The mini-grid Licensing Guidelines summarize the new licensing processes that accompany the Mini-Grid Directive, outline license requirements, and list authorities that are involved. The document also provides an overview of Ethiopia’s Energy Proclamation and energy regulation in mini-grid licensing as of December 2020, and is meant to be updated by the EEA on an as-needed basis to ensure the most current practices are in place.

As the EEA is charged with regulating mini-grids through a licensing regime, the Licensing Guidelines will serve as a key resource for it to help mini-grid developers navigate the project approval process and better comply with the existing regulatory framework. By providing potential investors with access to transparent regulation, the EEA can effectively decrease any existing uncertainties or confusion around regulatory requirements or commercial viability. The Licensing Guidelines document has been posted on the EEA’s website for public access.[9]

Since issuing the Mini-Grid Directive, Ethiopia has seen an increase in applications for licenses. There are several international investors who want to join this sector as soon as possible, and they will likely be among the first licensees under the new Directive. Two known investors have plans to complete the licensing application by September 2021 with a goal to start operations by December 2021. In order to better understand the licensees’ experience with the process upon its completion, NARUC is in coordination with the Energy & Investment Law Firm that represents them. NARUC will support the EEA in making updates to the Licensing Guidelines accordingly.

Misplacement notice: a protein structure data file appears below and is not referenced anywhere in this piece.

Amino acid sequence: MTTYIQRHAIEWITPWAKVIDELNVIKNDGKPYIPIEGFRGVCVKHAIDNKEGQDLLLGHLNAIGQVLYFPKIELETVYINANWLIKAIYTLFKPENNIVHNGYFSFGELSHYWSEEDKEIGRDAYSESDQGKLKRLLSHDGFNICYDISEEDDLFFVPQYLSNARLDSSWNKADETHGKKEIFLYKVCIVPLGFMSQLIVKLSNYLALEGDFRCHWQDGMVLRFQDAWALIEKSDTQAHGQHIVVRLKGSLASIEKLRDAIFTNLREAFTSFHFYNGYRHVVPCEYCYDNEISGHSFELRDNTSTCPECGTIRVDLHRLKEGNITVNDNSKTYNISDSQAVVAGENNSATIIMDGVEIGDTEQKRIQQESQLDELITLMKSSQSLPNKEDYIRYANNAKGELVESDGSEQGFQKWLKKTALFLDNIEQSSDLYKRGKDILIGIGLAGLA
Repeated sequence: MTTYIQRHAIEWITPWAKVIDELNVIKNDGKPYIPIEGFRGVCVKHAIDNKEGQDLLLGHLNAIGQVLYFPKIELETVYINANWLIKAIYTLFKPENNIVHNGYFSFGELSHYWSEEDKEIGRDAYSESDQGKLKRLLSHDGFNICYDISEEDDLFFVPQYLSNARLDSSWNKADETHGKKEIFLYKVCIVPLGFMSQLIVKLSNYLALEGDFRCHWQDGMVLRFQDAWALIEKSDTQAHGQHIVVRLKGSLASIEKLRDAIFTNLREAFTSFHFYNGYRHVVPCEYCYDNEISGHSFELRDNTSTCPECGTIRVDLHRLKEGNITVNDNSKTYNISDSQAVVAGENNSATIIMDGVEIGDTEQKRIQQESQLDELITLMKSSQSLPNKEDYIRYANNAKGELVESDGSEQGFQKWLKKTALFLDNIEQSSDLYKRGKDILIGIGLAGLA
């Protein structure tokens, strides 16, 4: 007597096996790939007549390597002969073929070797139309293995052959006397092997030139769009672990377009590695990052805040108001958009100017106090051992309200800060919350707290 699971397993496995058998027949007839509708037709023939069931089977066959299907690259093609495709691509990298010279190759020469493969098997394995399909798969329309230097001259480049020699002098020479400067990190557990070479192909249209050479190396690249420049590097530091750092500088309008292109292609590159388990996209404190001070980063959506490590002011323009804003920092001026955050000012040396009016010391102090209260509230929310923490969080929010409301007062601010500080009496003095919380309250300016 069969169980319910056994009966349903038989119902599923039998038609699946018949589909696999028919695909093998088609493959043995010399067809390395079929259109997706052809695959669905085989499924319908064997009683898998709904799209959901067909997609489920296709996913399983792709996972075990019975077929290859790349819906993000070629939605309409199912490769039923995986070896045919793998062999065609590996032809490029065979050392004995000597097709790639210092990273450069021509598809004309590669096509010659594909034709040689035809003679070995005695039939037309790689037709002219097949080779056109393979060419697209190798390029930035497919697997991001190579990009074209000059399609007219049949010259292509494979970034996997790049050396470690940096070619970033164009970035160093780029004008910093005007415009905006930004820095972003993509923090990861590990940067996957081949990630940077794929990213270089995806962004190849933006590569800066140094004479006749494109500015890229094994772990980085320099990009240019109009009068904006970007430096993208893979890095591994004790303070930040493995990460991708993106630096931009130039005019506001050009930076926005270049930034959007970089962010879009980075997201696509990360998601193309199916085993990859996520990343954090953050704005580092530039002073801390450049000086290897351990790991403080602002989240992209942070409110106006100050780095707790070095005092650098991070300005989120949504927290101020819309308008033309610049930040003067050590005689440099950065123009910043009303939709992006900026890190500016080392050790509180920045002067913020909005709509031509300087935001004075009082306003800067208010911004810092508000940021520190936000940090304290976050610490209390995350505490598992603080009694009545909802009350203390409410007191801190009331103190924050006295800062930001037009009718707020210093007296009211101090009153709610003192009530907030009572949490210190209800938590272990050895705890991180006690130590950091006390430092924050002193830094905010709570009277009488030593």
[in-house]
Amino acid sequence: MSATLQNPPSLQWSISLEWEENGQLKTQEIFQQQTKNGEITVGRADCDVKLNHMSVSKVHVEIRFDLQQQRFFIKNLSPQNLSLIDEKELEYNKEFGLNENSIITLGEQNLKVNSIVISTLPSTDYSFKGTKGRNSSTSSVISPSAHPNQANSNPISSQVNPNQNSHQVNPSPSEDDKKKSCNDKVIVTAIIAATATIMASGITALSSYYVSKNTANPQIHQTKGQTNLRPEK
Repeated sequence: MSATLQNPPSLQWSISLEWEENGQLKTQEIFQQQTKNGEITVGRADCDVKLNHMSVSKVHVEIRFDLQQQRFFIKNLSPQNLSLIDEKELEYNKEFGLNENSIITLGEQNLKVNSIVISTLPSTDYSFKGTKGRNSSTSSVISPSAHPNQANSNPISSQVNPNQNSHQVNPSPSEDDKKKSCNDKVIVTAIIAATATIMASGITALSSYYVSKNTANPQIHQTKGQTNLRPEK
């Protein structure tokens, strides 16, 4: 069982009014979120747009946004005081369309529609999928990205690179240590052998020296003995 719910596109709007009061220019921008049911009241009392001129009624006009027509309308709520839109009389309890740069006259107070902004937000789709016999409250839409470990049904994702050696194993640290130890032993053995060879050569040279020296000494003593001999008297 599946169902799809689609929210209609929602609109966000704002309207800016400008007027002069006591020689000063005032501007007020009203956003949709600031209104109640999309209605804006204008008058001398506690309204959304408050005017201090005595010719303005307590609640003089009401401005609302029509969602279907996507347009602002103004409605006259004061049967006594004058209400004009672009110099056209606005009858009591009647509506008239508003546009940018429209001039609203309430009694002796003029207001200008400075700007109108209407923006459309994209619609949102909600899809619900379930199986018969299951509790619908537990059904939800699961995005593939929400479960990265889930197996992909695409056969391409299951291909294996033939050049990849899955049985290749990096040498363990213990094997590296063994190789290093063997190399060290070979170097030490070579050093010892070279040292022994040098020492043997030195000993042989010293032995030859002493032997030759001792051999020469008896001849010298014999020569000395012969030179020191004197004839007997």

The passing of the Mini-Grid Directive is the first step of many towards improving the livelihoods of Ethiopia’s citizens, encouraging private sector development, and implementing off-grid electrification. Moving forward, NARUC will continue to support the EEA as it works to meet national development goals and strengthen its regulatory frameworks to establish a more reliable grid, add new power connections, and create an enabling environment for private sector investment in Ethiopia.

This story is made possible by the generous support of the American people through the United States Agency for International Development (USAID). The contents are the responsibility of NARUC and do not necessarily reflect the views of USAID or the United States Government.

Photo Credit: © Mel Stoutsenberger / Adobe Stock

[1] “National Electrification Program 2.0 Integrated Planning for Universal Access.” Federal Democratic Republic of Ethiopia. 

[3] The NEP was updated and relaunched as NEP 2.0 in March 2019.

[4] “National Electrification Program 2.0 Integrated Planning for Universal Access.”

[6] “Technical Assistance to the Ethiopian Electric Authority (EEA) on Off-Grid Regulatory Frameworks: Final Project Report.” NARUC. PDF.

[7] “Practical Guide to the Regulatory Treatment of Minigrids.” NARUC.

[8] Idem.

[9] “Technical Assistance to the Ethiopian Electric Authority (EEA) on Off-Grid Regulatory Frameworks: Licensing Guidelines.” NARUC.